The Kingdom Keepers
Three and a Half Stars
The Kingdom Keepers
Ridley Pearson

GENRE: Fantasy, Science Fiction
APPROX. PAGES: 324 pages

W hen the villains in the Disney rides begin to come to life at night, stealing and ruining the park, Disney has to do something. The problem? The villains are invisible to the average human. They solve this problem by creative DHIs (Disney Host Interactive), real-life children who they turn into holograms to give tours of Disney World. Since these kids are technically now an attraction, when they go to sleep at night, they appear in the park to fight the villains. It turns into a modern fight against the pirates from the Pirates of the Caribbean ride and Maleficent.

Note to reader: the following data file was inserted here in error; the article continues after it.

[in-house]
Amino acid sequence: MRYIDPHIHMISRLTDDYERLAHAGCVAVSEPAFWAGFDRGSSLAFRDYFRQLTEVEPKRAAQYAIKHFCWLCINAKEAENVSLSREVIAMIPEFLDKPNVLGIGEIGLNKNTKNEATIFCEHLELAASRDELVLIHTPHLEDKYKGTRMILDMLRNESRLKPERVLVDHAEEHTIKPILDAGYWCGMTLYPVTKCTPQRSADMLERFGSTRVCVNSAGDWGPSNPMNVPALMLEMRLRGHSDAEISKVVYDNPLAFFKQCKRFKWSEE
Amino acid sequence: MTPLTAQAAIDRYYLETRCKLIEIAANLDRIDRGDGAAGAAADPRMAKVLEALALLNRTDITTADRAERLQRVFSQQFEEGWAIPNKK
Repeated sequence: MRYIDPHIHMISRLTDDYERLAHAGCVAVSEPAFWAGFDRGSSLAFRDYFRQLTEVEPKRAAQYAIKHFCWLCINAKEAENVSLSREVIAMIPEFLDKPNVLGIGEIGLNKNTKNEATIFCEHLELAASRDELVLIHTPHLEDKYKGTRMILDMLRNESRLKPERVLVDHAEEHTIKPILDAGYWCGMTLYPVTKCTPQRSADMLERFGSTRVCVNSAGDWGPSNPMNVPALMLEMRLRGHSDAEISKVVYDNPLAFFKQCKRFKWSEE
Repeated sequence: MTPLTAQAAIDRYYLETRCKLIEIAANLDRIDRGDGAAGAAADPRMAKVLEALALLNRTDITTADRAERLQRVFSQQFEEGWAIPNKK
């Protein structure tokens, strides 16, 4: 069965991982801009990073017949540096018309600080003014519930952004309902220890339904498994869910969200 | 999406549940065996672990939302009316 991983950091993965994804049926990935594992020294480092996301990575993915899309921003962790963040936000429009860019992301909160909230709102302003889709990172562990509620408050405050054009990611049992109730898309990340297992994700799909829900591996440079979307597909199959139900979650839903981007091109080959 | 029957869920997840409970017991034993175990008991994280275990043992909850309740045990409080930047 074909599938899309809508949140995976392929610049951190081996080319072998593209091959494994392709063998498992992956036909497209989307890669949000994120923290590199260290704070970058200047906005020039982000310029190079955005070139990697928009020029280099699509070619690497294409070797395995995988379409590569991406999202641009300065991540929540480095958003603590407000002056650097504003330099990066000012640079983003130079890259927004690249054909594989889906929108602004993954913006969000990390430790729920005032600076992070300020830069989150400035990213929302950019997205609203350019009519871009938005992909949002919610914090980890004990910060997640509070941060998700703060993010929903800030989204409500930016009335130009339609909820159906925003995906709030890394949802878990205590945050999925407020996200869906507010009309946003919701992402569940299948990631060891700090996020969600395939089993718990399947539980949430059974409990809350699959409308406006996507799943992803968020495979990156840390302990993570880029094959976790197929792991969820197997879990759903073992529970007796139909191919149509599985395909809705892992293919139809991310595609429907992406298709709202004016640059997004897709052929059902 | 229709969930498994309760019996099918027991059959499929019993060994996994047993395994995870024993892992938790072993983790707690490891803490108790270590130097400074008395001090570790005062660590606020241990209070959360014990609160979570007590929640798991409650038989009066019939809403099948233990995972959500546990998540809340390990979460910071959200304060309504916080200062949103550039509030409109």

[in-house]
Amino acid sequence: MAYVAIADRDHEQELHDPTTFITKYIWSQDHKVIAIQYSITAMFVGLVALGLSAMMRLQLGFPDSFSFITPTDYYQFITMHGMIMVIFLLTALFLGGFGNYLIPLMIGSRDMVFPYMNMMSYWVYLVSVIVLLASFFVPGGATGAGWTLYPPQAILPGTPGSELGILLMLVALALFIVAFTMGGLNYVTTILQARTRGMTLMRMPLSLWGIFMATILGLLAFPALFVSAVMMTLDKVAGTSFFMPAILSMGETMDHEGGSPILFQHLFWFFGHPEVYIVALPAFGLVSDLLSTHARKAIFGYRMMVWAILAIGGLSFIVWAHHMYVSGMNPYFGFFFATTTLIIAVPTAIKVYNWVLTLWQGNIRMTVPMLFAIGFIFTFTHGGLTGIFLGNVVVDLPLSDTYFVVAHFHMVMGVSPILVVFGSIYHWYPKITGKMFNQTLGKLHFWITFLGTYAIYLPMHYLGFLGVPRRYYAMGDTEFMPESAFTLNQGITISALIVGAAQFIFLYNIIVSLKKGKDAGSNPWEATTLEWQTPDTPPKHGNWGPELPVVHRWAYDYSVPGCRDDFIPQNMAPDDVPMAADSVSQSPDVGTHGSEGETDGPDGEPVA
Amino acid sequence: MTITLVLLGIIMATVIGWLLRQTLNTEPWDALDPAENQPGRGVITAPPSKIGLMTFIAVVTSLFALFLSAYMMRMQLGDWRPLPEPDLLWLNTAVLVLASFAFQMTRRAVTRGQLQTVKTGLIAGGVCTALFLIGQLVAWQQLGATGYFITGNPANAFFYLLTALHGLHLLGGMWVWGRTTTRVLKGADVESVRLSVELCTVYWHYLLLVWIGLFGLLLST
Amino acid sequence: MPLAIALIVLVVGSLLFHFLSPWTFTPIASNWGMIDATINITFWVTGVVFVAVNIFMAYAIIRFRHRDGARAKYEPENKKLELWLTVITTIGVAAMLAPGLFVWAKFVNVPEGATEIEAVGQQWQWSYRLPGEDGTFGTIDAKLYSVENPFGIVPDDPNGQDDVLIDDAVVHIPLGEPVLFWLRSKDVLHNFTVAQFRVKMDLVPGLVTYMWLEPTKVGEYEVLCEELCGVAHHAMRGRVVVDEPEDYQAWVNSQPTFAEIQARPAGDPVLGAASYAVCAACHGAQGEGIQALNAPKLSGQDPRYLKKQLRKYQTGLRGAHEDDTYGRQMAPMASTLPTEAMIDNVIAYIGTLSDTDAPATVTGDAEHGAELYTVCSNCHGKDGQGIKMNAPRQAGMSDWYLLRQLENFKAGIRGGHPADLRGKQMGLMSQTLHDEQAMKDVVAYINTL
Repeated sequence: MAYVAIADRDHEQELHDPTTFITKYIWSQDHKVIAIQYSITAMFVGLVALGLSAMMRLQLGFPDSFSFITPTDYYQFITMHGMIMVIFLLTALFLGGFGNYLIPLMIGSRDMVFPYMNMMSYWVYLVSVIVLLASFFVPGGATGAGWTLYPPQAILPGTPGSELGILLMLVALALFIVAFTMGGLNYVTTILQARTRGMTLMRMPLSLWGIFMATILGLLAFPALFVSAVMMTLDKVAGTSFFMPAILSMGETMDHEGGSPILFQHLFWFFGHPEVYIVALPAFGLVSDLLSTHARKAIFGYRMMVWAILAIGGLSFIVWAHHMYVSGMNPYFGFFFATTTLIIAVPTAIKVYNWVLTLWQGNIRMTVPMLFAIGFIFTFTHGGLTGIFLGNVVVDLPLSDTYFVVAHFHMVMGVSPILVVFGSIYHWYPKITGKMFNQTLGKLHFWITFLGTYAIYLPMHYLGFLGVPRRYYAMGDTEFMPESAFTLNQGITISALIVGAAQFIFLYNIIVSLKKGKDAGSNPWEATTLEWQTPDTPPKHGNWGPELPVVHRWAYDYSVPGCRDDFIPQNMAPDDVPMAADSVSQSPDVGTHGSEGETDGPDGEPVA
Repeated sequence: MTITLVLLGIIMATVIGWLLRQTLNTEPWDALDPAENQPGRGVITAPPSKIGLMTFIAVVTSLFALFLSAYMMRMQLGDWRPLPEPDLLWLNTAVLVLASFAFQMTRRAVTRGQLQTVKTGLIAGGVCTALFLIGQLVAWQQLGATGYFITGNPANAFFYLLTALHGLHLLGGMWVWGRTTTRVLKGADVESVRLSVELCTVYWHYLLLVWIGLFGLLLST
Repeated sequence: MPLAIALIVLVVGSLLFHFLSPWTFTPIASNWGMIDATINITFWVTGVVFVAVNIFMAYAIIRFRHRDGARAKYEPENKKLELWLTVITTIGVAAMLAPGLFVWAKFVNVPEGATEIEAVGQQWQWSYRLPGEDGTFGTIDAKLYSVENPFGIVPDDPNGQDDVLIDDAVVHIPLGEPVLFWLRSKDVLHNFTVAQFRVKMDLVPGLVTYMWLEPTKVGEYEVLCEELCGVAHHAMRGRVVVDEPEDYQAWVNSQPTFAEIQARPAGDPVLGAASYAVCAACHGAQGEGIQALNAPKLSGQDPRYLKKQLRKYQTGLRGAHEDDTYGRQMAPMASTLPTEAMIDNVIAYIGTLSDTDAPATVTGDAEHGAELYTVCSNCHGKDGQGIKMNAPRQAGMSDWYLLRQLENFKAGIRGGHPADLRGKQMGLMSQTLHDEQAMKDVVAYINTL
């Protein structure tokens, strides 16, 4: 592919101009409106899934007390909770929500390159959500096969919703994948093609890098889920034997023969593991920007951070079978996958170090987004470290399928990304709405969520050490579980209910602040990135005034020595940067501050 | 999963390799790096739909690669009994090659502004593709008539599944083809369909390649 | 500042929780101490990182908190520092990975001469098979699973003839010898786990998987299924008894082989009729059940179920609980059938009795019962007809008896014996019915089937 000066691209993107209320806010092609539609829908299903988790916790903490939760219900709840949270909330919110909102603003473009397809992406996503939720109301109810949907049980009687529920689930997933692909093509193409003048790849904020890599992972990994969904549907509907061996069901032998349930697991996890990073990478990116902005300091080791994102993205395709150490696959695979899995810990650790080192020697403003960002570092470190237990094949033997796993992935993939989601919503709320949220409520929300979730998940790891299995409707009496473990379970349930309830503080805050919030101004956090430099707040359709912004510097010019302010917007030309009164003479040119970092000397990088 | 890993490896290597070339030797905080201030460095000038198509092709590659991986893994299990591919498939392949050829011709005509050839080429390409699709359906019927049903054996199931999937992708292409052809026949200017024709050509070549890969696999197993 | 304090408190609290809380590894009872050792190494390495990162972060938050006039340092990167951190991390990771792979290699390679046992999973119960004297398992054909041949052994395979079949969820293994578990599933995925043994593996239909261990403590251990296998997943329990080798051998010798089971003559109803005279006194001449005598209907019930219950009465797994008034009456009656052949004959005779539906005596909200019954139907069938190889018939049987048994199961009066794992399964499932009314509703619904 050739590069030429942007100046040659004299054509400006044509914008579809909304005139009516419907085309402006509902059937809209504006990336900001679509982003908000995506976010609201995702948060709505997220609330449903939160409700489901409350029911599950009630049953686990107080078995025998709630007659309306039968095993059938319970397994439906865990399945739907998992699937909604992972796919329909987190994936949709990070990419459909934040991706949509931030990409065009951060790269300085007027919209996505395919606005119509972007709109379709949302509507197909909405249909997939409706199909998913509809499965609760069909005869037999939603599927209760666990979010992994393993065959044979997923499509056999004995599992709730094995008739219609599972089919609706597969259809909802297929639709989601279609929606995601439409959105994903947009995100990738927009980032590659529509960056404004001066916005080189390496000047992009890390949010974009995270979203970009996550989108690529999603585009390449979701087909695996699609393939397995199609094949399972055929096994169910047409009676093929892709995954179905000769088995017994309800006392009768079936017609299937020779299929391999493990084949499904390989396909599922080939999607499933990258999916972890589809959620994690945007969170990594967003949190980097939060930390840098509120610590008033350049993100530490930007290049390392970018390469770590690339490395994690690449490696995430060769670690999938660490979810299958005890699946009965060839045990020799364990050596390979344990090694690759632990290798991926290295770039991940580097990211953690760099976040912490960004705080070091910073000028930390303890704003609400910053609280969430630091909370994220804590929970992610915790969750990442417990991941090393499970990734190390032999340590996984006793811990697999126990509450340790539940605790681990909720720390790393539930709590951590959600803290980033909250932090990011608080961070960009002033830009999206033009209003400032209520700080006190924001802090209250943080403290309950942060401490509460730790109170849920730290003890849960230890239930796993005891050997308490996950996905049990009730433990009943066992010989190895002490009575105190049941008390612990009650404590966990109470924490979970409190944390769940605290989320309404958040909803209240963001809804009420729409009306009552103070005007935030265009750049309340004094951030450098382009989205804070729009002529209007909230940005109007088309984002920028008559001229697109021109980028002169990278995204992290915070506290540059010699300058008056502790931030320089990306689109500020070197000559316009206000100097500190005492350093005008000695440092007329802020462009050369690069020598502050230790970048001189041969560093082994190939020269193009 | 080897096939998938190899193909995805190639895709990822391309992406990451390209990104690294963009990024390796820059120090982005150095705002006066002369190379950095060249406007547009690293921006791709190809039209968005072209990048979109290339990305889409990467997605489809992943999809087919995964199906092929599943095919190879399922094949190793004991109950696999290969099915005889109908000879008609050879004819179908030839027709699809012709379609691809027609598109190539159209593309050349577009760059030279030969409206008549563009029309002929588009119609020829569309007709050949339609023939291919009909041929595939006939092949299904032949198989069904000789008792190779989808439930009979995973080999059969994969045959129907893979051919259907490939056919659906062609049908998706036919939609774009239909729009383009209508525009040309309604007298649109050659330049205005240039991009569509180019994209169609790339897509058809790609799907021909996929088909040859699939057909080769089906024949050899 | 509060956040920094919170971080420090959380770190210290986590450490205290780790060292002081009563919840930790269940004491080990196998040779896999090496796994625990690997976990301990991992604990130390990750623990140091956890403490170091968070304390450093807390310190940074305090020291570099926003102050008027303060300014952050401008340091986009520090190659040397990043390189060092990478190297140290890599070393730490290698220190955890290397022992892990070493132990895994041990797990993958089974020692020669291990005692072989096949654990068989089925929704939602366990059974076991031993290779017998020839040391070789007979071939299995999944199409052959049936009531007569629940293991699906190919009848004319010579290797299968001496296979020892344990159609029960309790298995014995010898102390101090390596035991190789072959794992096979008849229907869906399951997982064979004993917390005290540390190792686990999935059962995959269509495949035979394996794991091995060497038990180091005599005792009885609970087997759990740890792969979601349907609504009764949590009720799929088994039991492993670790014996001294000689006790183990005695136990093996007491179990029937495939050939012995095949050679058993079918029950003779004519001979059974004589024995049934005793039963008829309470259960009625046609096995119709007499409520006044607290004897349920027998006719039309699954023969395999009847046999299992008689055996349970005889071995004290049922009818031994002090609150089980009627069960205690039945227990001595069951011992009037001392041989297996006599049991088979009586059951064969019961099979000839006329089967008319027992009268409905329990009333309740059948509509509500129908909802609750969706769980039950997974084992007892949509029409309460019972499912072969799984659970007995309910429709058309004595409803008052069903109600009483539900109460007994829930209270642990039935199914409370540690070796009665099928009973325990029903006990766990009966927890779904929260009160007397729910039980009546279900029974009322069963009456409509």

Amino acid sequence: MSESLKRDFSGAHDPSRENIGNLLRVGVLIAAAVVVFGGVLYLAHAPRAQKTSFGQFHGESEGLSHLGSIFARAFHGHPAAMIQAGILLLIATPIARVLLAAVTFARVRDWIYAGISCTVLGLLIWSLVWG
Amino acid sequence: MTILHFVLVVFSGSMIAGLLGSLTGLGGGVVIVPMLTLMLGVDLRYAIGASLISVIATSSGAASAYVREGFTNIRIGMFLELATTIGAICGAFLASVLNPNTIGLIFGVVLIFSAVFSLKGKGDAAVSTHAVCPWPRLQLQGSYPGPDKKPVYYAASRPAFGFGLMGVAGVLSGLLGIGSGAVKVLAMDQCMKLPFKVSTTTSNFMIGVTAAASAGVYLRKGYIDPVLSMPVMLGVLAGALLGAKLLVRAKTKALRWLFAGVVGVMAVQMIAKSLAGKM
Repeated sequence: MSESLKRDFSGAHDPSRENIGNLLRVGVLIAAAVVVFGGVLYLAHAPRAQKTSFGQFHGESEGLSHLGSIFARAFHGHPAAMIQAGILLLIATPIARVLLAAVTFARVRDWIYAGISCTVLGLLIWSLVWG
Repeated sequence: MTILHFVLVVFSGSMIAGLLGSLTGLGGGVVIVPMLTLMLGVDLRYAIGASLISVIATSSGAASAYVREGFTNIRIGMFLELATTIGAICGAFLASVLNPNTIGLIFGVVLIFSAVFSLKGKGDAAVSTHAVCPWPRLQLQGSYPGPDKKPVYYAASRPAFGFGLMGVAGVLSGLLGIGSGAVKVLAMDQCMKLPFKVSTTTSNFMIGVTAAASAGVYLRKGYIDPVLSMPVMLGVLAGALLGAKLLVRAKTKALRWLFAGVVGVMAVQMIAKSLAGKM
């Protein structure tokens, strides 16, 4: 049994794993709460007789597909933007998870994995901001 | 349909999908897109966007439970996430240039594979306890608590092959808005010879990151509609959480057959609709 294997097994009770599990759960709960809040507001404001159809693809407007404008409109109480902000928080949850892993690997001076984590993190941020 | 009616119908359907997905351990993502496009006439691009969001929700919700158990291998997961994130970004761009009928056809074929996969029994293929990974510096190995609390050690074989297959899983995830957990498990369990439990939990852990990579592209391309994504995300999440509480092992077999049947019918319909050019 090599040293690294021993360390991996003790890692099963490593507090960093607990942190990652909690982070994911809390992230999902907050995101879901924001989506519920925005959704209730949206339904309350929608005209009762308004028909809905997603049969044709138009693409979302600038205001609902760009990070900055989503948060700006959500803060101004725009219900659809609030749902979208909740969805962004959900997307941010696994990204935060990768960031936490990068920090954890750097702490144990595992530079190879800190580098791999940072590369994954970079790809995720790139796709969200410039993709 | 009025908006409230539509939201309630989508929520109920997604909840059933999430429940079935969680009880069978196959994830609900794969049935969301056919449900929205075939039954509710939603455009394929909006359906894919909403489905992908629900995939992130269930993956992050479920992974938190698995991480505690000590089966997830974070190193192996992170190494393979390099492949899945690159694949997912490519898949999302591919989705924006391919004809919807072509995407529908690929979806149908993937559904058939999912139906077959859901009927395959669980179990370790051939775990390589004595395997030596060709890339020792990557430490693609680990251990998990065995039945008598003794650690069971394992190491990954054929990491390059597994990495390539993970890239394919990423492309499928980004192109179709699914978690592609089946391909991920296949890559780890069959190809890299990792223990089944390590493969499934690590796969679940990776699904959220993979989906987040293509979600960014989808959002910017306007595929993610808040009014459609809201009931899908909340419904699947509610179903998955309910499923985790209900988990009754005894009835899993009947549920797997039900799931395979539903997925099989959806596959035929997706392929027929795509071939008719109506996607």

I loved the concept of this book. My parents are huge Disney fans and passed that love of all things Disney down to us kids. Because I have been to Disney World, it was magical to hear about things I could actually picture in my head. I didn't really love most of the characters in this book however. Even though they are supposed to be these awesome kids that were hand picked to be the DHIs, sometimes they really lacked intelligence.

I did love seeing modern-day battles between the DHIs and the pirates from the ride. I loved when they were attacked by the 'It's a Small World' dolls and other fun references to the rides. It really brought Disney to life on the pages in front of you.

One thing I most hated about this book? It kind of ends abruptly. You want more and aren't given any. There are two sequels, so I guess I will have to read them to see if they give me that something more I felt I needed at the end of the book.

It is a good book. It seems to be written for the tweener and early teenager, but if you like Disney, this is definitely worth the read.